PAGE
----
Tissue-matching means organ recipients have a better chance of a successful transplant, but patients will still need to take anti-rejection medications, possibly for the remainder of their lives. While effective, these drugs can cause the body's immune system to be vulnerable to infection, and they often have unpleasant side effects.

However, a new study offers evidence that an antibody-drug conjugate may serve the same purpose as traditional anti-rejection drugs. Led by a Stanford University physician, the research team found that the conjugate eliminates blood-producing stem cells in mice. To this point, only anti-rejection drugs have kept the production of stem cells at bay.

The team published a pair of papers in Nature Communications on Feb. 6. The studies were led by Dr. Agnieszka Czechowicz, an assistant professor of pediatrics at the Stanford School of Medicine.

Czechowicz conducted the research as a graduate student at Stanford and while completing her fellowship and residency at the Dana Farber Cancer Institute/Boston Children's Cancer Institute and Blood Disorders Center. Other researchers were based at Harvard, Boston Children’s Hospital and the National Institute of Allergy and Infectious Diseases.

The study findings are particularly important since they may eliminate the need to use chemotherapy to eliminate blood-producing stem cells from transplant patients. Studies have shown that when blood-producing stem cells are replaced with the organ donor's blood-producing cells, the body's immune acceptance of the organ or tissues increases.

However, the blood-producing stem cells must first be removed. To this point, toxic chemotherapy has been used to achieve this, but the process can have lingering side effects and leave the organ recipient susceptible to infection while the cells graft.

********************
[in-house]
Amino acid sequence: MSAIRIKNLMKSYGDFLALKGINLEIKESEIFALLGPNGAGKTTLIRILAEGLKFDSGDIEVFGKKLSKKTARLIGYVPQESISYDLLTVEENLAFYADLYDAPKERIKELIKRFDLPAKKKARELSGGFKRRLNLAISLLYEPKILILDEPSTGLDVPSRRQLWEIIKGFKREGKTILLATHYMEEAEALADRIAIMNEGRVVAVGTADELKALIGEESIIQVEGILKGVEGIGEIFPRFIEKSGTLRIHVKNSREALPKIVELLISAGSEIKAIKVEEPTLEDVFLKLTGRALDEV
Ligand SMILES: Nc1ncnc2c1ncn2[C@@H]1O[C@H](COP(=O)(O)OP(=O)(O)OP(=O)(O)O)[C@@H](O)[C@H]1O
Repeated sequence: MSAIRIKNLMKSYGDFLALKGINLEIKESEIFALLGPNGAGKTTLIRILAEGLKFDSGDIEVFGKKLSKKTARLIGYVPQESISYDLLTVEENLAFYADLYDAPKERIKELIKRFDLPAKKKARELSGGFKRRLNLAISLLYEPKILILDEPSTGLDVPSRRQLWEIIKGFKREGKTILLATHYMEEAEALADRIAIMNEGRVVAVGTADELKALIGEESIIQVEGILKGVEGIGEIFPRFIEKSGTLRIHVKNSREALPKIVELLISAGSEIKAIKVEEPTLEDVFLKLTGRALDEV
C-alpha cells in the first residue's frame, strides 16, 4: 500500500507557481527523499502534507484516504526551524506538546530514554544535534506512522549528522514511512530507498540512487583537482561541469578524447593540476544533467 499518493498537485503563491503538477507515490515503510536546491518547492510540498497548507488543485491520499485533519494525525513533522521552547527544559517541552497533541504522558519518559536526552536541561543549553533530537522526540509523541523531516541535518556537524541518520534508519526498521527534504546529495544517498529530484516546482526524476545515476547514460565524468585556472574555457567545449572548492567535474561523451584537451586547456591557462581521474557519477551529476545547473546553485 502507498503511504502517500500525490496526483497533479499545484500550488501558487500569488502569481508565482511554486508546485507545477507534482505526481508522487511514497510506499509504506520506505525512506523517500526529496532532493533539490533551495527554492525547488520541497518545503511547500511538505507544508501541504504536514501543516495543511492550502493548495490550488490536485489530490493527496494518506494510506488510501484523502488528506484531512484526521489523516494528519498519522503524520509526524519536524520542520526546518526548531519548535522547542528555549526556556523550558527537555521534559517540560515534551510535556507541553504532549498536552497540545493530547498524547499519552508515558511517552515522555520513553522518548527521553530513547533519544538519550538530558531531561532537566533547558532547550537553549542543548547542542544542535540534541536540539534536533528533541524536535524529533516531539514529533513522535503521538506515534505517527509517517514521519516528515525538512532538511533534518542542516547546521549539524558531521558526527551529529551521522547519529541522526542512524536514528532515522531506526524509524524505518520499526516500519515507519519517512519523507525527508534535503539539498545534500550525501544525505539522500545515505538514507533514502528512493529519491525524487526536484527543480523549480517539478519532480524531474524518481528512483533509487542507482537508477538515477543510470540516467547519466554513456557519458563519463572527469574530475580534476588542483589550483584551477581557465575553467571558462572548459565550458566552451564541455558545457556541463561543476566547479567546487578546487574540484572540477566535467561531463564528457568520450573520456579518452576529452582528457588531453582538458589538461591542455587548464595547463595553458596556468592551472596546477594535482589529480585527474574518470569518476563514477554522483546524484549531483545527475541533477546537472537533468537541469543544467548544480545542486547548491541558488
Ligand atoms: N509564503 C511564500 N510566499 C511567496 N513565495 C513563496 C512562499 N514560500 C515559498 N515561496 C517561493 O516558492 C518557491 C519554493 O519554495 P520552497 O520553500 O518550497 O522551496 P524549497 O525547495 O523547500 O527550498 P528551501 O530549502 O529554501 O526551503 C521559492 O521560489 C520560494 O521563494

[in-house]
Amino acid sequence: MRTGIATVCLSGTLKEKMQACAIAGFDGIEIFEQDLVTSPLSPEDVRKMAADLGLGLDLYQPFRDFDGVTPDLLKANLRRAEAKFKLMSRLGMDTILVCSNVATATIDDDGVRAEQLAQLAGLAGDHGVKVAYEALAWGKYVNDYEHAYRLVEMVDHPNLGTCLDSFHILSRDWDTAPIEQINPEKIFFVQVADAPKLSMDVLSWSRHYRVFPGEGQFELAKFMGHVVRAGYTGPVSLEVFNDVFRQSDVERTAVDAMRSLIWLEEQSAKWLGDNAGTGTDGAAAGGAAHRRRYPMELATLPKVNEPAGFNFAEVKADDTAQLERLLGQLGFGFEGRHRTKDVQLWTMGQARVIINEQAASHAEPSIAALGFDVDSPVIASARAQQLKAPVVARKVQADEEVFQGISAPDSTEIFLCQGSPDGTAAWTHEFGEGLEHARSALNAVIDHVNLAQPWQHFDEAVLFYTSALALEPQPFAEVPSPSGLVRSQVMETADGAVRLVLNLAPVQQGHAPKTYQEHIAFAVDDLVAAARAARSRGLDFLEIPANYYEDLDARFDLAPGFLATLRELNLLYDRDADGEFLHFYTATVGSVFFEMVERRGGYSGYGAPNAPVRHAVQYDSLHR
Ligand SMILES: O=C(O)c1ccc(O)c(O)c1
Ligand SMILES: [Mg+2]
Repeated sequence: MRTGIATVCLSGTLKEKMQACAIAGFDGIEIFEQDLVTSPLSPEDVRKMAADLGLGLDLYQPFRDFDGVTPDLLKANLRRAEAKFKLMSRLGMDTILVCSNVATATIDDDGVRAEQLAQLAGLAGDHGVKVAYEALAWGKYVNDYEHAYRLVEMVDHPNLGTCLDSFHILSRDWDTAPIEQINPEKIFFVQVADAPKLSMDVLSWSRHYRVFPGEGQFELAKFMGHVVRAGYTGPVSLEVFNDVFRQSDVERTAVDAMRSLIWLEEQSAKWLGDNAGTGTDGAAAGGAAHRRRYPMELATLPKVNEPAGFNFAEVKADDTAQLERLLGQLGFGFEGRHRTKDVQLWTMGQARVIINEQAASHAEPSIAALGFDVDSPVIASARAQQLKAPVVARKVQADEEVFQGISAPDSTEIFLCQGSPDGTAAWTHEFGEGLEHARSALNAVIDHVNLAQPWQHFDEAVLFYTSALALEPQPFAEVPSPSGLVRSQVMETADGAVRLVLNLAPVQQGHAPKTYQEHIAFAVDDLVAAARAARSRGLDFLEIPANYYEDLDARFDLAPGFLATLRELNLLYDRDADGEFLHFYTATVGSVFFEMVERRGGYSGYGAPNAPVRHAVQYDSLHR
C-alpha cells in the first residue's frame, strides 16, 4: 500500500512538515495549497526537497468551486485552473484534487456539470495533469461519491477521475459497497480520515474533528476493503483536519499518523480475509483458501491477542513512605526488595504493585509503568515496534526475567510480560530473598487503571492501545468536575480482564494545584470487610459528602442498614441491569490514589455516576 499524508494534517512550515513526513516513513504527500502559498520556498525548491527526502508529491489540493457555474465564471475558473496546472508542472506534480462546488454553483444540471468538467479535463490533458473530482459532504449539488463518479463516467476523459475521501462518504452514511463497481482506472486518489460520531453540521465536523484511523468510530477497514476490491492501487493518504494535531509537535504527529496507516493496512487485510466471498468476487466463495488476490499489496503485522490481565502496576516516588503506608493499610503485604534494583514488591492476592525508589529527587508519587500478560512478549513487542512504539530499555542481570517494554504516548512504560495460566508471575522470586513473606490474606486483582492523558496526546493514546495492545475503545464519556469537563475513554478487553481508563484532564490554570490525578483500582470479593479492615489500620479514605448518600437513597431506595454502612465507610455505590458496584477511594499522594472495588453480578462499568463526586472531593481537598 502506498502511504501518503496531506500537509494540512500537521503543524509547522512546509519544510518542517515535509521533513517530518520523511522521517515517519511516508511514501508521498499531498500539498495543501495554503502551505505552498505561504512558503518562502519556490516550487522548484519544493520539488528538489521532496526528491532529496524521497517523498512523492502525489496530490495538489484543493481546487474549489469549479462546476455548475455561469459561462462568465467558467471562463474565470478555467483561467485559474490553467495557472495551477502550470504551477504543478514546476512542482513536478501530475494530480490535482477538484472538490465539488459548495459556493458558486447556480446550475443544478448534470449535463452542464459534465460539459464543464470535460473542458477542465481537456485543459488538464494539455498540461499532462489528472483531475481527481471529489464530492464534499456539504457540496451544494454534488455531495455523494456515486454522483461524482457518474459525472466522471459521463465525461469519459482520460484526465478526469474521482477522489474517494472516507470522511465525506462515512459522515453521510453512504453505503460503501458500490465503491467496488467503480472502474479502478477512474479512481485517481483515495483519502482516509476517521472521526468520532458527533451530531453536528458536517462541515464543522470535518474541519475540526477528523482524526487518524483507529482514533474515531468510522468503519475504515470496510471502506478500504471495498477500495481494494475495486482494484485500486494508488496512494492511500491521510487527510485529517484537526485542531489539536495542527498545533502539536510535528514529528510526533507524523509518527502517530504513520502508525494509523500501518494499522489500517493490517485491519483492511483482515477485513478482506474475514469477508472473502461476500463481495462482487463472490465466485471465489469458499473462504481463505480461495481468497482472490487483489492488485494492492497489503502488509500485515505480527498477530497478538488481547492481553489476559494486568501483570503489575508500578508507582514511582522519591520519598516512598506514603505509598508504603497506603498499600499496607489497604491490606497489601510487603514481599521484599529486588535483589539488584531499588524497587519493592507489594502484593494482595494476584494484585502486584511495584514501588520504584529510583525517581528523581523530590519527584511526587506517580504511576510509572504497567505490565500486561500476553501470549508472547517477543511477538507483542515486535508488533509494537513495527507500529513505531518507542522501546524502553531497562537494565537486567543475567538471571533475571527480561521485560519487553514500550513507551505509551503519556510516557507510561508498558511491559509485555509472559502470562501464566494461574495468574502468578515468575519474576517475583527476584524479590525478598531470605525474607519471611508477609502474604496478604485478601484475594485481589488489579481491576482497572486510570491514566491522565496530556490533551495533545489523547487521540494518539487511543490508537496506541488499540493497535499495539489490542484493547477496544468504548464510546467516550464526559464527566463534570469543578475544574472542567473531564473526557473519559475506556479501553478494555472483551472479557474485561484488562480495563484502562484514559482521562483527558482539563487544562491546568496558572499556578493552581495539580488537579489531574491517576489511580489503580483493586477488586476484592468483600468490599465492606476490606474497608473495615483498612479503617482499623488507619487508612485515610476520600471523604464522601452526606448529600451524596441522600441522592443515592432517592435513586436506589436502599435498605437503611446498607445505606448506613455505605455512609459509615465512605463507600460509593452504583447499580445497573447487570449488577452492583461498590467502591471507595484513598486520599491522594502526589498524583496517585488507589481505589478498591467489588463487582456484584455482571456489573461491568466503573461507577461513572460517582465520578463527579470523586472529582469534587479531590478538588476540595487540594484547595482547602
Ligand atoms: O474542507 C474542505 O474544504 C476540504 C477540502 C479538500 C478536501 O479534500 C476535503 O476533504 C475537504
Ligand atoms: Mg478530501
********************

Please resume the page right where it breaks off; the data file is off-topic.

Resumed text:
The first study showed that the antibody conjugate effectively eliminates blood-producing stem cells in mice without damaging side effects. One dose of the antibody-drug combination targeted blood-forming stem cells, killing nearly 100 percent of them.

No harm was done to other types of cells in the process. Transplanted stem cells were then able to live in the mice's bone marrow. The mice's immune reactions were not compromised.

In the second study, researchers found the animal's stem cells did not have to be replaced with those of a matching donor. Instead, the recipient’s original stem cells mixed with the donated cells, forming a chimera. The mice did not develop complications and accepted a skin transplant from the stem-cell donor several months after the stem cell donation.

“Using this technique to make recipients tolerant to donor organs is incredibly exciting,” Czechowicz said. “It indicates that we could have a relatively safe method of inducing tolerance without the need for chronic immune suppression, and do that without needing to match donors and recipients for tissue type. This approach could be transformative for the transplant field.”

While the work is promising, it has only completed in mice so far, Czechowicz said. Even so, it may be possible to restore organ recipients’ blood and immune systems without the need for chemotherapy or radiation, or give patients tissues and organs from an unmatched donor, with minimal immunosuppression.

Other lead authors of these studies include Rahul Palchaudhuri, Ph.D., a former postdoctoral scholar at Harvard. Derrick Rossi, Ph.D., associate professor of stem cell and regenerative biology at Harvard and Dr. David Scadden, co-director of the Harvard Stem Cell Institute, are the senior authors.